2021 – the convergence of responsibility, values, and experience

By Jose Ferreira, senior VP, product and innovation, at CMI Media

The end of 2020 heralded what seems like a new age of brand and corporate influence in the public sphere. There are myriad reasons why that is the case – technological disruption, dominant discourse through private platforms, the pandemic, and on and on – but the most important reason from a marketing perspective is the expectation and responsibility that brands have to align themselves with the values and belief systems of their customers. This is not really new per se. In a lot of ways, it is a digital and social media-oriented version of the communities that used to exist around manufacturing nodes. In those early examples there was a system of co-dependency usually tied to work, whereas today I think it is largely driven by the need for brands to confer something more experiential on their customers. That they stand for a set of principles and engaging with or buying that brand is like being part of a community that has implicitly aligned themselves with those values.

We have seen this play out in big tech, especially, and it is now something every sector is starting to think about. For example, Apple experienced exceptional growth by juxtaposing themselves with the PC by using two distinct and recognizable characters – Apple was a cool twentysomething, and PC was a nerdy older person. Cool almost always starts as a fleeting niche designation that gets quickly appropriated by a much larger group to become more of an acceptable norm. And in this particular case Apple cultivated a set of creative and mold-breaking values that many of their early adherents adopted as being in line with the perception of themselves. Fast forward to recent events of political turmoil and social upheaval, and many brands are taking a bold, public stance. We can draw a direct line from the kind of branding via cultural signaling during that heavy growth phase for Apple to the brand and company level reaction we saw in response to those recent events. But signaling and sharing a set of values and beliefs with a customer is just one part. The other is how those customers experience the brand.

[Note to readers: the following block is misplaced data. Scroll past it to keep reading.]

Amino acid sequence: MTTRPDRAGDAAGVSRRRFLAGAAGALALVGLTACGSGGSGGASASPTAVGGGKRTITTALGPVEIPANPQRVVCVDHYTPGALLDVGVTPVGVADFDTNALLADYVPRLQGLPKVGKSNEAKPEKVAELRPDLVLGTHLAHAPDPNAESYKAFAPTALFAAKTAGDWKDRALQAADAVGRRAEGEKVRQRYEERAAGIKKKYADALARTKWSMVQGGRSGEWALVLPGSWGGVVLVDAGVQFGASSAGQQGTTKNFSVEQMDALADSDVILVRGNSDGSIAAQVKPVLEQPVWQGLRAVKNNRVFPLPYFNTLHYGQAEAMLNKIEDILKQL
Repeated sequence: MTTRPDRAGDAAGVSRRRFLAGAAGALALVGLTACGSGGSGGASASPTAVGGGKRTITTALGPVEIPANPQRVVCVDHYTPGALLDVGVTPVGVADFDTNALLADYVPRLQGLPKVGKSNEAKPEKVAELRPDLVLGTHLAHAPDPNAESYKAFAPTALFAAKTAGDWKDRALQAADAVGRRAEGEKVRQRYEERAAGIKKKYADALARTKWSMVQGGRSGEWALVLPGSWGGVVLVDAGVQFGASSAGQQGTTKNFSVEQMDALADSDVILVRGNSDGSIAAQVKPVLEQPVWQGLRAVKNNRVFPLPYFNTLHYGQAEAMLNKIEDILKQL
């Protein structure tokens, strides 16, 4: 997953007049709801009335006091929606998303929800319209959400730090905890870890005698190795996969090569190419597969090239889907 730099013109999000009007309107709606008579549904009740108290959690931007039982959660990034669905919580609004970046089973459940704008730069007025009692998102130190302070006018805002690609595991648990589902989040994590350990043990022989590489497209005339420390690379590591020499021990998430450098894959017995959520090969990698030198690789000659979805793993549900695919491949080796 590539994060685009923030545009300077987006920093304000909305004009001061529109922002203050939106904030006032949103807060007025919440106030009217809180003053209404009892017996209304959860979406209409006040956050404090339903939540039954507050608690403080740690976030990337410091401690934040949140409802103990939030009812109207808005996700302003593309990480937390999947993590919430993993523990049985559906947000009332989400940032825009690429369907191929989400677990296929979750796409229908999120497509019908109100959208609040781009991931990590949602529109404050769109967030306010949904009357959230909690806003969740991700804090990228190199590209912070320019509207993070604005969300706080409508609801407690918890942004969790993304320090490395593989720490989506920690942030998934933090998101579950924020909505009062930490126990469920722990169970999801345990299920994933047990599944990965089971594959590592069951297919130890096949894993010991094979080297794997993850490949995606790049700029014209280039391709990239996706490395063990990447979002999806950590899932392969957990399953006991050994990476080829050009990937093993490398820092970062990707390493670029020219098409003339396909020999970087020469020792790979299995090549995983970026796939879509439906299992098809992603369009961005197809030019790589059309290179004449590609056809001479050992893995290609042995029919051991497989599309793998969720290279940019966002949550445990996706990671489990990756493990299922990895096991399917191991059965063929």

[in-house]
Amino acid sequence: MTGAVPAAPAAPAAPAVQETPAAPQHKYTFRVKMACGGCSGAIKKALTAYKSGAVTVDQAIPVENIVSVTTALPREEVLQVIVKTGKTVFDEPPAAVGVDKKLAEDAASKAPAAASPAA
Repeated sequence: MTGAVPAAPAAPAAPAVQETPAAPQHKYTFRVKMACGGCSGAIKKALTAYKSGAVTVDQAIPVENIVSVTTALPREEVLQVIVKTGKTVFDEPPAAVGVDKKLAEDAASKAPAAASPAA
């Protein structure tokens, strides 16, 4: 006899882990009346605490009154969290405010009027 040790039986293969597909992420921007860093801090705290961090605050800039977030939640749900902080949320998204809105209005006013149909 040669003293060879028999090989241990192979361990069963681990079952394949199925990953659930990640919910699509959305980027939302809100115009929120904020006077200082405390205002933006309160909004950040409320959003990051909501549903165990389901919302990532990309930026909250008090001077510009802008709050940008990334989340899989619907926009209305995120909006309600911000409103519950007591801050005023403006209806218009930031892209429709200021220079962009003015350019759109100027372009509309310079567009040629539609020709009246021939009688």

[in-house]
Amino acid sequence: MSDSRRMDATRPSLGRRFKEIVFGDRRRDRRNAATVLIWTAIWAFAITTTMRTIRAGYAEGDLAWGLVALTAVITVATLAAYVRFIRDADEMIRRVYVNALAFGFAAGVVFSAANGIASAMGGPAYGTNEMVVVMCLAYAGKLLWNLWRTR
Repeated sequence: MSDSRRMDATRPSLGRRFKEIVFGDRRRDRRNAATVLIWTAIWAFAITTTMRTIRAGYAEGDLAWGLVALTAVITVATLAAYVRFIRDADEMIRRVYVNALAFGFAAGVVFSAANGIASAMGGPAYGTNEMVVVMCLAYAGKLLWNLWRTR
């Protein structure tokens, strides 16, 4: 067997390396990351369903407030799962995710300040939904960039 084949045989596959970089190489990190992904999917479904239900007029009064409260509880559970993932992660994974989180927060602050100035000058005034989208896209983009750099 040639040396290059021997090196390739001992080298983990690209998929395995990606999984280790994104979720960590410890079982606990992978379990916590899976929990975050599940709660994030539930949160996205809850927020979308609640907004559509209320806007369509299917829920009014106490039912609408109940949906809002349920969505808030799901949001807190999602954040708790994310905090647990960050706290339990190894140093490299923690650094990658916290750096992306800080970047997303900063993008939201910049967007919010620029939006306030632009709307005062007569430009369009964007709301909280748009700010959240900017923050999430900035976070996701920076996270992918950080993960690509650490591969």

In social media or any digital platform for that matter the idea of experience is pretty clear. Customers segment themselves across those platforms largely based on a combination of shared values and the experience they offer in relation to the platform itself and their peers. Over the last five to ten years this idea has expanded significantly in the consumer products sector. The for-profit social enterprise companies like Tom’s Shoes, Warby Parker, Cotopaxi, et al, have all extended beyond values to offer a more holistic set of experiences for customers who want to participate and contribute to their shared mission. Those incentives are now more or less becoming a normal component of brand building across all industries. 

Jose Ferreira

These emerging trends in branding and marketing based on the significant influence brands have in the public conversation come with significant responsibility. I am interested to see how this continues to play out over the course of 2021. It feels like a tipping point where our notion of private vs public and the relative power each wields is being upended, and for the most part brands are responding in an extremely positive way.